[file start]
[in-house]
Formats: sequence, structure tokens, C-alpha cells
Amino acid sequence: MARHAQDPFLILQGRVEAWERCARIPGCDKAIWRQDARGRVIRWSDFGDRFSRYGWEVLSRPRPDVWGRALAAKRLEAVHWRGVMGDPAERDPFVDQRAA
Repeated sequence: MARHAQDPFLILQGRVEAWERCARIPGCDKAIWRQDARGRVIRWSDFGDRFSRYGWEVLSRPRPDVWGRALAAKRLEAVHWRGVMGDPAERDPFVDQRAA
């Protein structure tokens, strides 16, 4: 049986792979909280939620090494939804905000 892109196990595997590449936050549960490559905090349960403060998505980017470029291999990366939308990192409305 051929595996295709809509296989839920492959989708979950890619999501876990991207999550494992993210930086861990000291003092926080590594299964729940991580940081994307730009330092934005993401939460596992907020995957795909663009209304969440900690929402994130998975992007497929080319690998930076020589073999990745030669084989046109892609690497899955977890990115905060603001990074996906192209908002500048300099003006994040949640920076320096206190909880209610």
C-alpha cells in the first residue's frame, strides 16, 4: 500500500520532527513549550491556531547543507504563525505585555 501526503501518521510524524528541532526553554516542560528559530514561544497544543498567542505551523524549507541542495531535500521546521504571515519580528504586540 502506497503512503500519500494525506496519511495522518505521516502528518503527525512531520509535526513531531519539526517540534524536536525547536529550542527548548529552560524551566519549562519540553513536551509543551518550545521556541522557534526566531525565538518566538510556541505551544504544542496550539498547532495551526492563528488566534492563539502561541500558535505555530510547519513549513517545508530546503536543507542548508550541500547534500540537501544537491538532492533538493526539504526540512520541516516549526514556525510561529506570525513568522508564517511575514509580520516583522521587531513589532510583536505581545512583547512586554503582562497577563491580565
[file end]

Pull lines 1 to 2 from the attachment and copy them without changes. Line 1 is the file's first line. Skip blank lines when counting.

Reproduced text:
[in-house]
Formats: sequence, structure tokens, C-alpha cells